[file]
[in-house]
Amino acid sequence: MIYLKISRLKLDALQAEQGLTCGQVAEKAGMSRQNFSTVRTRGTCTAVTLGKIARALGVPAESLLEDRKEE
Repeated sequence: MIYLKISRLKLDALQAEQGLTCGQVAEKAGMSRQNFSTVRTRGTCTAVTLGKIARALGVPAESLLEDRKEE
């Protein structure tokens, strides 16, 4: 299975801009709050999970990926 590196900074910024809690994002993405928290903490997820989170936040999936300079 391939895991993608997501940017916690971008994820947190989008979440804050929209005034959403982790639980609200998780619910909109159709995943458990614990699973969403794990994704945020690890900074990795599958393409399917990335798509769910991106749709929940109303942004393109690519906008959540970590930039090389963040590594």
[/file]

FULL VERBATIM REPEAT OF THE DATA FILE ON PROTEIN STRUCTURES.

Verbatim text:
[in-house]
Amino acid sequence: MIYLKISRLKLDALQAEQGLTCGQVAEKAGMSRQNFSTVRTRGTCTAVTLGKIARALGVPAESLLEDRKEE
Repeated sequence: MIYLKISRLKLDALQAEQGLTCGQVAEKAGMSRQNFSTVRTRGTCTAVTLGKIARALGVPAESLLEDRKEE
């Protein structure tokens, strides 16, 4: 299975801009709050999970990926 590196900074910024809690994002993405928290903490997820989170936040999936300079 391939895991993608997501940017916690971008994820947190989008979440804050929209005034959403982790639980609200998780619910909109159709995943458990614990699973969403794990994704945020690890900074990795599958393409399917990335798509769910991106749709929940109303942004393109690519906008959540970590930039090389963040590594």